On Writing, Random Thoughts

Q&A With A Wordsmith: On Manuscript Failures

Heya Lovelies,

As a writer taking a rather unique path, I often receive a wide range of questions. So far, I’ve covered some broad topics which you can find here and I’ll continue to shed some light on further questions. With luck, you’ll gain some understanding and insight along the way.

If you have a question you’d like me to answer, feel free to comment or drop me an email.


Question:

How many unpublished drafts and unfinished manuscripts do you have? Did the process of writing these differ from your published books?

Answer:

Imagine this scenario — a brilliant I’m a genius idea comes to mind and you begin writing. But halfway through (sometimes less, sometimes more) you lose all your steam and grasp at empty space on where the plot will go next. Or there’s just this nagging feeling that something isn’t right, yet you can’t put your finger on it. That genius feeling quickly sours into one of those Debbie Downer waw-wah sounds. 

That was me for most of my life. Without so much as brainstorming the evolution of the plot, developing characters, or anything really. I just started writing, pantsing my way through the whole thing. I truly thought, with every new attempt, that the characters would reveal themselves and that the story would carry them through to The End. But that was never the case. 

In 2014, when my health — both physical and mental — took its toll and forced me out of work, I decided to do it right. Giving myself plenty of space to rest through those wicked migraines or relax after a panic attack, I studied the craft. I read advice written by authors I knew and admired for their stories. I took diligent notes. Read up on the Snowflake Method, and much more.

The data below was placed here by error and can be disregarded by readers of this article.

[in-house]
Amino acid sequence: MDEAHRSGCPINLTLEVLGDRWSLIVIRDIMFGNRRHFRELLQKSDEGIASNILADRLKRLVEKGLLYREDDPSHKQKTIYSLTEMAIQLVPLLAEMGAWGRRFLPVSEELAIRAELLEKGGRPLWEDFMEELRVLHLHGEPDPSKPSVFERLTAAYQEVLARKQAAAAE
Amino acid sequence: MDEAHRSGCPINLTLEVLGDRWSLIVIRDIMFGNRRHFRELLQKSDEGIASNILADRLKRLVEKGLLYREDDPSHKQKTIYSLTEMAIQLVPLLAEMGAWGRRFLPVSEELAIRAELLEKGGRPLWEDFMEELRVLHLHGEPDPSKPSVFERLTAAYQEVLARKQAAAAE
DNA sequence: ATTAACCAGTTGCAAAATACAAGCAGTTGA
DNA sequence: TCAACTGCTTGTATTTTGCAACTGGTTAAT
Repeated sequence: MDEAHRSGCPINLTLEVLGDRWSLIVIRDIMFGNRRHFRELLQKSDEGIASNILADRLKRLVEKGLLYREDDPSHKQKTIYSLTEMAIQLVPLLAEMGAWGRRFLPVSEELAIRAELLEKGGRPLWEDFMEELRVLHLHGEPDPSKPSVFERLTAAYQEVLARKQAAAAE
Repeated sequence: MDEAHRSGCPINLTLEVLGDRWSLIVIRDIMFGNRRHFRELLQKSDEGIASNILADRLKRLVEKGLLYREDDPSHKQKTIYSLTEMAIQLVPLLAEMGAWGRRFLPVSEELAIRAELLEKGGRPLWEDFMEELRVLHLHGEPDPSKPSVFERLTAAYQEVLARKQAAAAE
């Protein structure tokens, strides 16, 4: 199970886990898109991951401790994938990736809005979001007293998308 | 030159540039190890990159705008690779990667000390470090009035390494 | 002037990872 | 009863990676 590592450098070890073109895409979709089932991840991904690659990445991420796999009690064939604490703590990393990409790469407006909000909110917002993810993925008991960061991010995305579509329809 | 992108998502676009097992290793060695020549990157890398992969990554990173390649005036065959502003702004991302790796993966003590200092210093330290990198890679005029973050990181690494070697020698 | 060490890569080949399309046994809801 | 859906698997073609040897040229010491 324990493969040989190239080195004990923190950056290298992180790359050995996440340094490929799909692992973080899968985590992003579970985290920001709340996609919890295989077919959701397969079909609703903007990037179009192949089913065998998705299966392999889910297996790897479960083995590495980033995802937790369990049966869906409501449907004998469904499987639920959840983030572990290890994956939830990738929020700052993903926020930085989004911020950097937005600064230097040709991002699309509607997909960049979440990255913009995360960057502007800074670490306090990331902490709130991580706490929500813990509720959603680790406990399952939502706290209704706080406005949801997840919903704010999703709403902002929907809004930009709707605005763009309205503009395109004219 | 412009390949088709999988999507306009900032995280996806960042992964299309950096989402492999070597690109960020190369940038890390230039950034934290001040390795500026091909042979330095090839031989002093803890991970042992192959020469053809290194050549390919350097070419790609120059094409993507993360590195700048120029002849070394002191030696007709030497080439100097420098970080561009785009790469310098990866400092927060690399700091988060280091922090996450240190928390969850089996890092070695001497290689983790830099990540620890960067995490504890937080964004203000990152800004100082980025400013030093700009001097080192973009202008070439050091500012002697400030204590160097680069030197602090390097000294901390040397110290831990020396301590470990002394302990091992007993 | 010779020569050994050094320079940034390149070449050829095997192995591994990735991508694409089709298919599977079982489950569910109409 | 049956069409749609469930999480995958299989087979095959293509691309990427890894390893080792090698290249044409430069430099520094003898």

Once I felt like I had the tools necessary to actually write a manuscript from beginning to end, I began the plotting phase. The genesis of the idea was there for a few years after a dream and I knew at least where I wanted to start. 

In order to keep a digital record of the plotting process, I created a comprehensive OneNote template that allowed me to assess each aspect of the story I needed to understand and cover — which I will share in more detail in a separate series if you’d like to learn about it. 

I remembered reading this tidbit from a now defunct blog from Maggie Stiefvater. In it, she said Divine Coincidence should be rare and that a story’s characters need to go from A (the beginning) to Z (The End) through their own motivations. 

So that’s what I did. 

The brainstorming took the bulk of the plotting time. As I moved from characters to settings and back to the plot, I filled in what I could in my fresh template, and even used a fresh notebook to jot down notes, writing in any big events I already saw in my head. Then I tried to find scenes that would bring my characters from one event to the next.

I created the stepping stones my heroine needed, while still providing her arc. Once I felt the story was more or less ready, since I already knew what needed to happen with each scene, I began writing. 

That process hasn’t failed me since. 


Coming up, I’ll explain the time it takes to go from plotting to The End … for now, the editing to published as well, and give you some insights on how that has changed since Just Breathe.

Until next time,
Sarah

P. S. If you want to see for yourself what books I have to offer, find your FREE copies at your favorite retailer

P. P. S. If you are interested in learning more about me, my books, and other various, important topics on a monthly basis, along with access to a free, ever-growing resource library of downloadable content, sign up for my newsletter.

2 thoughts on “Q&A With A Wordsmith: On Manuscript Failures”

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